Busting Myths About Birth Control
Always a hot topic, birth control has been both revered and reviled through the ages. Clinic Sofia offers a variety of options and education when it comes to birth control, including these five common birth control myths: 1) Birth control will make me gain weight. A review of 44 different studies found this myth to be just that, according to WebMD. While a few women may gain a few pounds initially, generally due to water retention, that minimal weight gain is usually lost within a few months and can be managed through a healthy diet and regular exercise. 2) Birth control isn’t necessary when I’m breastfeeding. Many subsequent pregnancies are proof that this, too, is a myth. While breastfeeding can prevent ovulation in some women, you can’t determine how long this will last and if you’re protected. According to a study from Johns Hopkins, 20 percent of new moms start ovulating within three months of giving birth.3) Birth control is expensive. Not anymore. Thanks to 2012 health care reforms, private insurance companies must now cover key women’s preventive health services, including birth control, without copays or other extra charges. That means that even the more expensive options are more available and affordable than ever before.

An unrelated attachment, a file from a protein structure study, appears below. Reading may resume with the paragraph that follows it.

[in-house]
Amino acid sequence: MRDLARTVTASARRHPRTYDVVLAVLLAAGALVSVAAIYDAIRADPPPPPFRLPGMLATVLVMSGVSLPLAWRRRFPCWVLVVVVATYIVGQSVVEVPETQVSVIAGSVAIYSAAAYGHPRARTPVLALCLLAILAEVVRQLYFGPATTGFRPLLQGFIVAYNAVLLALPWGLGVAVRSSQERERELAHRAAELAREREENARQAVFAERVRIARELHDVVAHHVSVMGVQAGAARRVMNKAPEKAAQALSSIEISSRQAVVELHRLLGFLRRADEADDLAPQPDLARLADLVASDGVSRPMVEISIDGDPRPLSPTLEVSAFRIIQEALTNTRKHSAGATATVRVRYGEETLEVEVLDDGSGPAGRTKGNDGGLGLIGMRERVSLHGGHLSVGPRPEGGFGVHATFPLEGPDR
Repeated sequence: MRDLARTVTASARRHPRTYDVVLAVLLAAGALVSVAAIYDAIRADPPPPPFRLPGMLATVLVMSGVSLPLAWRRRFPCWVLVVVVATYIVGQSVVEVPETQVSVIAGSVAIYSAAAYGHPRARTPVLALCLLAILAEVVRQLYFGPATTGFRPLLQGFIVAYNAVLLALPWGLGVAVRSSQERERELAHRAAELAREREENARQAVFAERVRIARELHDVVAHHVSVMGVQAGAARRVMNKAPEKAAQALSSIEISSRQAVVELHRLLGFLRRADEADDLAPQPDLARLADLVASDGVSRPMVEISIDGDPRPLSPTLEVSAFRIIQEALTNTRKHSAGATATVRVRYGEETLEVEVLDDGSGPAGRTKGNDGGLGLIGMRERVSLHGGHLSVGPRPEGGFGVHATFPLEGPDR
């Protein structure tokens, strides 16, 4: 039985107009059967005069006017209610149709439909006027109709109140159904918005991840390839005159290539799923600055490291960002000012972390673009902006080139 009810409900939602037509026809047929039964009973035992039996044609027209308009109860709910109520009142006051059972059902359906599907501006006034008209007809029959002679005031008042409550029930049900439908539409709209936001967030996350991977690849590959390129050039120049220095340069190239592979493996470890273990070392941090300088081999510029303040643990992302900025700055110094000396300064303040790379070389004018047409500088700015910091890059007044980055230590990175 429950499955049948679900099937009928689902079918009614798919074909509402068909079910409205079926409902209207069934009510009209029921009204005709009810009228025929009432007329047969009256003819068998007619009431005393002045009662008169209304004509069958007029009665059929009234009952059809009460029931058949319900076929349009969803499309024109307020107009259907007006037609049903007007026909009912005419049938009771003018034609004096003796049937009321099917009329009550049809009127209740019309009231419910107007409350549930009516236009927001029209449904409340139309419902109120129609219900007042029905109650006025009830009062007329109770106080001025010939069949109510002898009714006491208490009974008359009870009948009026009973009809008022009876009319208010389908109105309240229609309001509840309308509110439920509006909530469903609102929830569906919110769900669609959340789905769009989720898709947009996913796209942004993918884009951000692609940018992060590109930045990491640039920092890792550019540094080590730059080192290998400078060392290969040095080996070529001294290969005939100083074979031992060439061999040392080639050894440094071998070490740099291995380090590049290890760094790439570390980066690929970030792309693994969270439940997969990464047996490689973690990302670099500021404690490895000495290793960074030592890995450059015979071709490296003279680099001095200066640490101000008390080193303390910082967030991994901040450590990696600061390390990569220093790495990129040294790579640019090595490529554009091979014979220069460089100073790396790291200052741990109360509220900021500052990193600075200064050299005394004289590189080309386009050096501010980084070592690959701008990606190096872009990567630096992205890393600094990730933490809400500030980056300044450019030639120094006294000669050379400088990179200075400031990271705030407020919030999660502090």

4) Birth control will make me moody. This myth can be true in some cases—some women react poorly to certain types of birth control due to fluctuating hormone levels. However, with the variety of options available today—intrauterine birth control, implants, inserts, patches and the pill—you can find something that works with your mood, your body and your lifestyle. Likewise, most side effects wear off quickly for most women. 5) Using birth control to suppress periods isn’t healthy. Continuously taking any type of birth control will suppress or reduce your periods. While no long-term studies have been done on period suppression, the 21 days on, seven days off of the typical birth control pill is already an artificial schedule and there is no medical reason you need to have a period, unless you are hoping to conceive. In addition, reduced menstruation has been shown to reduce the risk of uterine and ovarian cancers, not to mention the comfort factor. At Clinic Sofia, we’d be happy to discuss any questions you have regarding birth control options and myths.